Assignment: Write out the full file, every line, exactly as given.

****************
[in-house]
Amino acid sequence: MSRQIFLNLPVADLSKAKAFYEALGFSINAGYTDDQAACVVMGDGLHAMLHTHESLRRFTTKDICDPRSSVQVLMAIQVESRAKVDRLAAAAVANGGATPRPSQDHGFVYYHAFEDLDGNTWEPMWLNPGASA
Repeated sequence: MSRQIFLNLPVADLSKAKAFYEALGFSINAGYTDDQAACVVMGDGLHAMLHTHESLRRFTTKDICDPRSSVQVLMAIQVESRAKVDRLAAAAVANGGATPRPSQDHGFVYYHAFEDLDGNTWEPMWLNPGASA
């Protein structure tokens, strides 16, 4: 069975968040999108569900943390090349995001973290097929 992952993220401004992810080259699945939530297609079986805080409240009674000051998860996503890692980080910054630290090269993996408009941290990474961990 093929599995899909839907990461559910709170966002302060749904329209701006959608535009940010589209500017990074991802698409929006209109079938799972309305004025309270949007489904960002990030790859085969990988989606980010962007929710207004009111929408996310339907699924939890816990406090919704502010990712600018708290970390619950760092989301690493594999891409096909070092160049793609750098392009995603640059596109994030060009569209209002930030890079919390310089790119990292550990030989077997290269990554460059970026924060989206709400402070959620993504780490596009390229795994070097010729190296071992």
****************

[in-house]
Amino acid sequence: MSRQIFLNLPVADLSKAKAFYEALGFSINAGYTDDQAACVVMGDGLHAMLHTHESLRRFTTKDICDPRSSVQVLMAIQVESRAKVDRLAAAAVANGGATPRPSQDHGFVYYHAFEDLDGNTWEPMWLNPGASA
Repeated sequence: MSRQIFLNLPVADLSKAKAFYEALGFSINAGYTDDQAACVVMGDGLHAMLHTHESLRRFTTKDICDPRSSVQVLMAIQVESRAKVDRLAAAAVANGGATPRPSQDHGFVYYHAFEDLDGNTWEPMWLNPGASA
């Protein structure tokens, strides 16, 4: 069975968040999108569900943390090349995001973290097929 992952993220401004992810080259699945939530297609079986805080409240009674000051998860996503890692980080910054630290090269993996408009941290990474961990 093929599995899909839907990461559910709170966002302060749904329209701006959608535009940010589209500017990074991802698409929006209109079938799972309305004025309270949007489904960002990030790859085969990988989606980010962007929710207004009111929408996310339907699924939890816990406090919704502010990712600018708290970390619950760092989301690493594999891409096909070092160049793609750098392009995603640059596109994030060009569209209002930030890079919390310089790119990292550990030989077997290269990554460059970026924060989206709400402070959620993504780490596009390229795994070097010729190296071992």